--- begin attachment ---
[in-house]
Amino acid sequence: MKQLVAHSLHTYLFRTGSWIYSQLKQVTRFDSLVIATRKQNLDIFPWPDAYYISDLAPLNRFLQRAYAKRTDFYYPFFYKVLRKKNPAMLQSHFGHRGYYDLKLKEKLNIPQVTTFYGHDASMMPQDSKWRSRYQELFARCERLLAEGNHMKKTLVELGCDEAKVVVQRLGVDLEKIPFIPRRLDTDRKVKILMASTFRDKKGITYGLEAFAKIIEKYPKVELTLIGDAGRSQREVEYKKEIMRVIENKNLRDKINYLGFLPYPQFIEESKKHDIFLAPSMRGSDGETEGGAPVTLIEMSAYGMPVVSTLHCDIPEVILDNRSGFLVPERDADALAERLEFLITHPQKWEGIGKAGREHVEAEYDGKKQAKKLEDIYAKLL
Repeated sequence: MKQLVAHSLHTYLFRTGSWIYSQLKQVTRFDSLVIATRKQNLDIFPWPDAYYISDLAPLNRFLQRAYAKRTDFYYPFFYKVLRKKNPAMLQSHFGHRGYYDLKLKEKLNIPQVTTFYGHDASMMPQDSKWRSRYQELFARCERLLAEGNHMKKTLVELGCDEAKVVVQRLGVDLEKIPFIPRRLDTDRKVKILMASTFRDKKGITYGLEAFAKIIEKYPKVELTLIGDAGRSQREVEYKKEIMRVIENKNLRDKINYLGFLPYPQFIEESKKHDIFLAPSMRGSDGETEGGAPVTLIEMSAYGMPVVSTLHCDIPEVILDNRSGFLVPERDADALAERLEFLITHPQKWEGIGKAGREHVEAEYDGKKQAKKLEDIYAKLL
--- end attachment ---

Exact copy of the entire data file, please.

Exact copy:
[in-house]
Amino acid sequence: MKQLVAHSLHTYLFRTGSWIYSQLKQVTRFDSLVIATRKQNLDIFPWPDAYYISDLAPLNRFLQRAYAKRTDFYYPFFYKVLRKKNPAMLQSHFGHRGYYDLKLKEKLNIPQVTTFYGHDASMMPQDSKWRSRYQELFARCERLLAEGNHMKKTLVELGCDEAKVVVQRLGVDLEKIPFIPRRLDTDRKVKILMASTFRDKKGITYGLEAFAKIIEKYPKVELTLIGDAGRSQREVEYKKEIMRVIENKNLRDKINYLGFLPYPQFIEESKKHDIFLAPSMRGSDGETEGGAPVTLIEMSAYGMPVVSTLHCDIPEVILDNRSGFLVPERDADALAERLEFLITHPQKWEGIGKAGREHVEAEYDGKKQAKKLEDIYAKLL
Repeated sequence: MKQLVAHSLHTYLFRTGSWIYSQLKQVTRFDSLVIATRKQNLDIFPWPDAYYISDLAPLNRFLQRAYAKRTDFYYPFFYKVLRKKNPAMLQSHFGHRGYYDLKLKEKLNIPQVTTFYGHDASMMPQDSKWRSRYQELFARCERLLAEGNHMKKTLVELGCDEAKVVVQRLGVDLEKIPFIPRRLDTDRKVKILMASTFRDKKGITYGLEAFAKIIEKYPKVELTLIGDAGRSQREVEYKKEIMRVIENKNLRDKINYLGFLPYPQFIEESKKHDIFLAPSMRGSDGETEGGAPVTLIEMSAYGMPVVSTLHCDIPEVILDNRSGFLVPERDADALAERLEFLITHPQKWEGIGKAGREHVEAEYDGKKQAKKLEDIYAKLL